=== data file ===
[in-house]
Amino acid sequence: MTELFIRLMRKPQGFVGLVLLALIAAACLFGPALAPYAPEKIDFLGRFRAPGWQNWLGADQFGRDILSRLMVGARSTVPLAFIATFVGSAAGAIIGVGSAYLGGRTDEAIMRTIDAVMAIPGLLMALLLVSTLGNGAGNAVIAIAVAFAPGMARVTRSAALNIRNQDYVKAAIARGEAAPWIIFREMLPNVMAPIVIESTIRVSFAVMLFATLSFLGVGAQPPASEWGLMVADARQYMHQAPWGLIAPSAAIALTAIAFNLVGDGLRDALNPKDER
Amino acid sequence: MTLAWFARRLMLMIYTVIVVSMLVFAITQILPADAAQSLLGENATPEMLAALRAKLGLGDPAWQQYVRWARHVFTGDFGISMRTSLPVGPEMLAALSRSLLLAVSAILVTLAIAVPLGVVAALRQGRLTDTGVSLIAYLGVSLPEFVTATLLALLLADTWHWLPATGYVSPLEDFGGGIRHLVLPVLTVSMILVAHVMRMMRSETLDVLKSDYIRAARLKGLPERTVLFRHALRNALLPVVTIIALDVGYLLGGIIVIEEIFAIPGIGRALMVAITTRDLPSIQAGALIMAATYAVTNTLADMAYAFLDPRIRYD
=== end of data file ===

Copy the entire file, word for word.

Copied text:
[in-house]
Amino acid sequence: MTELFIRLMRKPQGFVGLVLLALIAAACLFGPALAPYAPEKIDFLGRFRAPGWQNWLGADQFGRDILSRLMVGARSTVPLAFIATFVGSAAGAIIGVGSAYLGGRTDEAIMRTIDAVMAIPGLLMALLLVSTLGNGAGNAVIAIAVAFAPGMARVTRSAALNIRNQDYVKAAIARGEAAPWIIFREMLPNVMAPIVIESTIRVSFAVMLFATLSFLGVGAQPPASEWGLMVADARQYMHQAPWGLIAPSAAIALTAIAFNLVGDGLRDALNPKDER
Amino acid sequence: MTLAWFARRLMLMIYTVIVVSMLVFAITQILPADAAQSLLGENATPEMLAALRAKLGLGDPAWQQYVRWARHVFTGDFGISMRTSLPVGPEMLAALSRSLLLAVSAILVTLAIAVPLGVVAALRQGRLTDTGVSLIAYLGVSLPEFVTATLLALLLADTWHWLPATGYVSPLEDFGGGIRHLVLPVLTVSMILVAHVMRMMRSETLDVLKSDYIRAARLKGLPERTVLFRHALRNALLPVVTIIALDVGYLLGGIIVIEEIFAIPGIGRALMVAITTRDLPSIQAGALIMAATYAVTNTLADMAYAFLDPRIRYD